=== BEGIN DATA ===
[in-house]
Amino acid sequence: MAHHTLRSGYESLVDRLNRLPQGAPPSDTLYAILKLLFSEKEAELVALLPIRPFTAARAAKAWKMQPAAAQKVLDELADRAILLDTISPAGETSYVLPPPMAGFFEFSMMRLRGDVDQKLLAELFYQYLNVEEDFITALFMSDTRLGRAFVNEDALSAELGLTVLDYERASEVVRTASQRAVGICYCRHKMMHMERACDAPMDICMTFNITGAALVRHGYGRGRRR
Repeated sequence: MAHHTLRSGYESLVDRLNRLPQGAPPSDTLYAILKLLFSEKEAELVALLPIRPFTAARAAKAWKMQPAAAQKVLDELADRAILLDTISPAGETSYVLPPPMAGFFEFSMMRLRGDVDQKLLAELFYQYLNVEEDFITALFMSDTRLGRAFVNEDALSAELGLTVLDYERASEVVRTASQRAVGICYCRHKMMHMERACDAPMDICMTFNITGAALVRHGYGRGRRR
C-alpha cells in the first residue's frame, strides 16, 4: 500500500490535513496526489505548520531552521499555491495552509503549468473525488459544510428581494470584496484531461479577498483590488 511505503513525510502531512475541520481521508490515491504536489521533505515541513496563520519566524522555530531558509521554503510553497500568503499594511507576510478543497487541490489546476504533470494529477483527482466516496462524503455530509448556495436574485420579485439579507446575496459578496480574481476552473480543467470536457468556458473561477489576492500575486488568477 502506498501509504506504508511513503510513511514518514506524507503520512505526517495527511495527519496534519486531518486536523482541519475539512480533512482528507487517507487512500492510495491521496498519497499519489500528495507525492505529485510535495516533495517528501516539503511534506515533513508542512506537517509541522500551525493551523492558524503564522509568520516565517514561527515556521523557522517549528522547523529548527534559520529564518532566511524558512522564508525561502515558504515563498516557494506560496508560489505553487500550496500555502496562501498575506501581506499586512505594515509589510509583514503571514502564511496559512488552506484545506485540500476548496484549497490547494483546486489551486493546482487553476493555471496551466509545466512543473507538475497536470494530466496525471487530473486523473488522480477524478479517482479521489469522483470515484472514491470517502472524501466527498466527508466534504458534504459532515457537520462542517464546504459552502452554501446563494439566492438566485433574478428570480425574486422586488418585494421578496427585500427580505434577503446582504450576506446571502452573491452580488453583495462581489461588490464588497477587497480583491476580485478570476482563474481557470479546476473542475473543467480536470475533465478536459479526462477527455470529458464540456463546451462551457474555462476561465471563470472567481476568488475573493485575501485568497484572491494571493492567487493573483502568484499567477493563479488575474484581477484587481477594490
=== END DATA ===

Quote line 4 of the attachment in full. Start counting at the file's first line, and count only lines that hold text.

C-alpha cells in the first residue's frame, strides 16, 4: 500500500490535513496526489505548520531552521499555491495552509503549468473525488459544510428581494470584496484531461479577498483590488 511505503513525510502531512475541520481521508490515491504536489521533505515541513496563520519566524522555530531558509521554503510553497500568503499594511507576510478543497487541490489546476504533470494529477483527482466516496462524503455530509448556495436574485420579485439579507446575496459578496480574481476552473480543467470536457468556458473561477489576492500575486488568477 502506498501509504506504508511513503510513511514518514506524507503520512505526517495527511495527519496534519486531518486536523482541519475539512480533512482528507487517507487512500492510495491521496498519497499519489500528495507525492505529485510535495516533495517528501516539503511534506515533513508542512506537517509541522500551525493551523492558524503564522509568520516565517514561527515556521523557522517549528522547523529548527534559520529564518532566511524558512522564508525561502515558504515563498516557494506560496508560489505553487500550496500555502496562501498575506501581506499586512505594515509589510509583514503571514502564511496559512488552506484545506485540500476548496484549497490547494483546486489551486493546482487553476493555471496551466509545466512543473507538475497536470494530466496525471487530473486523473488522480477524478479517482479521489469522483470515484472514491470517502472524501466527498466527508466534504458534504459532515457537520462542517464546504459552502452554501446563494439566492438566485433574478428570480425574486422586488418585494421578496427585500427580505434577503446582504450576506446571502452573491452580488453583495462581489461588490464588497477587497480583491476580485478570476482563474481557470479546476473542475473543467480536470475533465478536459479526462477527455470529458464540456463546451462551457474555462476561465471563470472567481476568488475573493485575501485568497484572491494571493492567487493573483502568484499567477493563479488575474484581477484587481477594490